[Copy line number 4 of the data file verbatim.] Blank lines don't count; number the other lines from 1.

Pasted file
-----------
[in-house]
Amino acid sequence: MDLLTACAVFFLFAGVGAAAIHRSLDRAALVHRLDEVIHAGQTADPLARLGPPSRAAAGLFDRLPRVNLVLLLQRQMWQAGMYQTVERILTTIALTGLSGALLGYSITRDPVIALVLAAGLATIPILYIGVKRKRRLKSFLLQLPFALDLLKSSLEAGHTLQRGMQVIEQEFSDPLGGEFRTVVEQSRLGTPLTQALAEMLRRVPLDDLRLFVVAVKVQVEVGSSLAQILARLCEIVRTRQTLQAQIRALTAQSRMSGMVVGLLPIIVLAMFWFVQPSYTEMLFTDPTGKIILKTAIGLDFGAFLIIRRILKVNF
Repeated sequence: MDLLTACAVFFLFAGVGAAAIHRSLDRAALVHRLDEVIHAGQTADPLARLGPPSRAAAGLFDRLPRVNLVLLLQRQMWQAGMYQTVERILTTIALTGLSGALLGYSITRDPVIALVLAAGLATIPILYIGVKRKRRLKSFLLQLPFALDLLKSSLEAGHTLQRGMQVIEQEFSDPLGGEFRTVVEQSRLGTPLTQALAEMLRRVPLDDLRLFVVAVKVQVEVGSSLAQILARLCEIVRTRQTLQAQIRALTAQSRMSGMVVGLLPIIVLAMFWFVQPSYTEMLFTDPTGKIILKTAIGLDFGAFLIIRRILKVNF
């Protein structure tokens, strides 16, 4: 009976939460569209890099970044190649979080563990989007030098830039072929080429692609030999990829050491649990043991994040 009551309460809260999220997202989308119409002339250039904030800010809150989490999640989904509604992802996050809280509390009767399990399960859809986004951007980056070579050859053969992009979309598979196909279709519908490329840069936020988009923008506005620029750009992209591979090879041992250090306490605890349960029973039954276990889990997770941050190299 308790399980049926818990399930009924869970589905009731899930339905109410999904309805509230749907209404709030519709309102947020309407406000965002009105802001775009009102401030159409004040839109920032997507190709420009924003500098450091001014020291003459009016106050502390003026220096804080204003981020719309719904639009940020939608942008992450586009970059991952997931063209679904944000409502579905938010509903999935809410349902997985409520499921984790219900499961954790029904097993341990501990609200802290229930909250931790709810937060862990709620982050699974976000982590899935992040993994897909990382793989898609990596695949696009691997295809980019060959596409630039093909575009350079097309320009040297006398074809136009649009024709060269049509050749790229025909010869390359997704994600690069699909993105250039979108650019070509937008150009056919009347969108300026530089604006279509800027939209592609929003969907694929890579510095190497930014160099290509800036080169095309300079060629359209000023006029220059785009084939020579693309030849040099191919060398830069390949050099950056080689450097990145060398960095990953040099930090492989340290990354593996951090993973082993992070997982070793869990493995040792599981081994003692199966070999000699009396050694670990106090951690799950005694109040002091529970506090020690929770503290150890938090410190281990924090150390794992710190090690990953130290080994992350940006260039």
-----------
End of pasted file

């Protein structure tokens, strides 16, 4: 009976939460569209890099970044190649979080563990989007030098830039072929080429692609030999990829050491649990043991994040 009551309460809260999220997202989308119409002339250039904030800010809150989490999640989904509604992802996050809280509390009767399990399960859809986004951007980056070579050859053969992009979309598979196909279709519908490329840069936020988009923008506005620029750009992209591979090879041992250090306490605890349960029973039954276990889990997770941050190299 308790399980049926818990399930009924869970589905009731899930339905109410999904309805509230749907209404709030519709309102947020309407406000965002009105802001775009009102401030159409004040839109920032997507190709420009924003500098450091001014020291003459009016106050502390003026220096804080204003981020719309719904639009940020939608942008992450586009970059991952997931063209679904944000409502579905938010509903999935809410349902997985409520499921984790219900499961954790029904097993341990501990609200802290229930909250931790709810937060862990709620982050699974976000982590899935992040993994897909990382793989898609990596695949696009691997295809980019060959596409630039093909575009350079097309320009040297006398074809136009649009024709060269049509050749790229025909010869390359997704994600690069699909993105250039979108650019070509937008150009056919009347969108300026530089604006279509800027939209592609929003969907694929890579510095190497930014160099290509800036080169095309300079060629359209000023006029220059785009084939020579693309030849040099191919060398830069390949050099950056080689450097990145060398960095990953040099930090492989340290990354593996951090993973082993992070997982070793869990493995040792599981081994003692199966070999000699009396050694670990106090951690799950005694109040002091529970506090020690929770503290150890938090410190281990924090150390794992710190090690990953130290080994992350940006260039």